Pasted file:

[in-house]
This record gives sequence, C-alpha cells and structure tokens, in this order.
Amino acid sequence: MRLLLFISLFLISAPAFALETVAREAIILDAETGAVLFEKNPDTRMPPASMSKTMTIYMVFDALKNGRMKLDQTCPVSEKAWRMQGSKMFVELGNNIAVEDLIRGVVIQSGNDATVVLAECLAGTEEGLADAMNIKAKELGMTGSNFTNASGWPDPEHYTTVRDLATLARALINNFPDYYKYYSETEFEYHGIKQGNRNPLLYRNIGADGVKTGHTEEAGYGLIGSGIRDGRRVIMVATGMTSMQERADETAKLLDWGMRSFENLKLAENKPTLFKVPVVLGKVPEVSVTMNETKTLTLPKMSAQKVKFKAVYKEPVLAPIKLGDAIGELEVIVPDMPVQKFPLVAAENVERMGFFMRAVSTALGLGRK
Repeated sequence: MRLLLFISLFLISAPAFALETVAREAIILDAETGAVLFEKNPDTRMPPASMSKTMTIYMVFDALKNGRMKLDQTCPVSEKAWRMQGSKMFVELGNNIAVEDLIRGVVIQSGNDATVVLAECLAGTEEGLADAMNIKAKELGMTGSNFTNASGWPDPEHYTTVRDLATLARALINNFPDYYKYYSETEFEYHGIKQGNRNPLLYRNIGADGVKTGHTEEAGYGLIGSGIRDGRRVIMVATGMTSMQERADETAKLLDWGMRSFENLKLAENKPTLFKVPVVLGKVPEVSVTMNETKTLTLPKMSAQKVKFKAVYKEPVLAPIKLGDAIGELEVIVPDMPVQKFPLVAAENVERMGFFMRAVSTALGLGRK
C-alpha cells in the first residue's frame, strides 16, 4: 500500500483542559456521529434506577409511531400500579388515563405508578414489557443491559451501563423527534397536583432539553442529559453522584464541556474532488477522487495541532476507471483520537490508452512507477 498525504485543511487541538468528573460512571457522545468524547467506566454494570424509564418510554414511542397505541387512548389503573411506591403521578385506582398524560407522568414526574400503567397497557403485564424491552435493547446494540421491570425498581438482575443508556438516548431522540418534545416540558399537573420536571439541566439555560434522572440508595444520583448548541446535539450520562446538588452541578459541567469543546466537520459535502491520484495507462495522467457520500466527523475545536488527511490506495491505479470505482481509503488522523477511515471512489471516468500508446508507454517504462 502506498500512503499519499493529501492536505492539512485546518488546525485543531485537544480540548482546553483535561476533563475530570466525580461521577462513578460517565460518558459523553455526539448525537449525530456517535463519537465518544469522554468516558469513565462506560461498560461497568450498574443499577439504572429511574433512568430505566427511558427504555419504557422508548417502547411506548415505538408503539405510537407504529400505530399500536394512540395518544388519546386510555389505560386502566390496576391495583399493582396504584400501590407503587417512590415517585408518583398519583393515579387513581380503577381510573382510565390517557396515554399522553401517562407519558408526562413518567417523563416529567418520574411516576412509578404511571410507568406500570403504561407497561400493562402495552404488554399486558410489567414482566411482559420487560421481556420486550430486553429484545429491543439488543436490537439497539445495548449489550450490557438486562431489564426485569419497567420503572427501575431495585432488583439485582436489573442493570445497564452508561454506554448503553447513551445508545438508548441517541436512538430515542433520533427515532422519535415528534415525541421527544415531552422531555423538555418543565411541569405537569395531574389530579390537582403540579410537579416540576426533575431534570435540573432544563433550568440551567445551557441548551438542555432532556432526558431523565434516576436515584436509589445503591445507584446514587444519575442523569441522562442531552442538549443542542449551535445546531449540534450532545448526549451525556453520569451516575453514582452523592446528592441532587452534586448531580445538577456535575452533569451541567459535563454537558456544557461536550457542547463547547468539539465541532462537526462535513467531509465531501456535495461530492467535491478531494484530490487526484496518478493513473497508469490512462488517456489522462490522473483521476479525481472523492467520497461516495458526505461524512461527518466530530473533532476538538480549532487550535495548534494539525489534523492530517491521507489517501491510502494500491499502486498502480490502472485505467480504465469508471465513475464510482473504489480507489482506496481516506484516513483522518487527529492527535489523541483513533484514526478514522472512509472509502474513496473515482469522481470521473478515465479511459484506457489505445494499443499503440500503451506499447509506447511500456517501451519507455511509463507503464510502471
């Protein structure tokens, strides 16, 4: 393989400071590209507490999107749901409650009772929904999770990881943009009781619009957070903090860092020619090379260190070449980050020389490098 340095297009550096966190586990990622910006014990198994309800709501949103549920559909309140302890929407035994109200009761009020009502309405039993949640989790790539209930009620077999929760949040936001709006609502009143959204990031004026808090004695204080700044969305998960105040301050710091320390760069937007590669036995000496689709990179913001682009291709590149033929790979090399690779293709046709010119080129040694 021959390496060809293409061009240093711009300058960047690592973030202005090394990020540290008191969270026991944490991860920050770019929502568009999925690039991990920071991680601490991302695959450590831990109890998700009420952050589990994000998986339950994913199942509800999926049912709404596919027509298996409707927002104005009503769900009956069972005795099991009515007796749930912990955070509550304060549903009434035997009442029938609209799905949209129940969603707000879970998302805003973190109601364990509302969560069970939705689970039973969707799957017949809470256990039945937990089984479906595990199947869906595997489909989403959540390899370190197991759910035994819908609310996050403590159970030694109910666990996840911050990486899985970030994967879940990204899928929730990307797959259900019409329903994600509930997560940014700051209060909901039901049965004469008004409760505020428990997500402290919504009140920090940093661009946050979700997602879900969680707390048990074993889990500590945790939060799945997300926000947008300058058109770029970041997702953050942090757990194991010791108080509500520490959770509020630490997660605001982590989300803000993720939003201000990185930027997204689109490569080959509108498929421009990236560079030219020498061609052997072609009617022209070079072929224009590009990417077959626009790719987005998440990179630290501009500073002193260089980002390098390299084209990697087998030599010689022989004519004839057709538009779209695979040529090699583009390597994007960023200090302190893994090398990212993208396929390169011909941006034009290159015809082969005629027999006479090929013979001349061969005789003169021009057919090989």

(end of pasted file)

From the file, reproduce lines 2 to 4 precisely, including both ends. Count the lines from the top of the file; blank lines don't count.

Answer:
This record gives sequence, C-alpha cells and structure tokens, in this order.
Amino acid sequence: MRLLLFISLFLISAPAFALETVAREAIILDAETGAVLFEKNPDTRMPPASMSKTMTIYMVFDALKNGRMKLDQTCPVSEKAWRMQGSKMFVELGNNIAVEDLIRGVVIQSGNDATVVLAECLAGTEEGLADAMNIKAKELGMTGSNFTNASGWPDPEHYTTVRDLATLARALINNFPDYYKYYSETEFEYHGIKQGNRNPLLYRNIGADGVKTGHTEEAGYGLIGSGIRDGRRVIMVATGMTSMQERADETAKLLDWGMRSFENLKLAENKPTLFKVPVVLGKVPEVSVTMNETKTLTLPKMSAQKVKFKAVYKEPVLAPIKLGDAIGELEVIVPDMPVQKFPLVAAENVERMGFFMRAVSTALGLGRK
Repeated sequence: MRLLLFISLFLISAPAFALETVAREAIILDAETGAVLFEKNPDTRMPPASMSKTMTIYMVFDALKNGRMKLDQTCPVSEKAWRMQGSKMFVELGNNIAVEDLIRGVVIQSGNDATVVLAECLAGTEEGLADAMNIKAKELGMTGSNFTNASGWPDPEHYTTVRDLATLARALINNFPDYYKYYSETEFEYHGIKQGNRNPLLYRNIGADGVKTGHTEEAGYGLIGSGIRDGRRVIMVATGMTSMQERADETAKLLDWGMRSFENLKLAENKPTLFKVPVVLGKVPEVSVTMNETKTLTLPKMSAQKVKFKAVYKEPVLAPIKLGDAIGELEVIVPDMPVQKFPLVAAENVERMGFFMRAVSTALGLGRK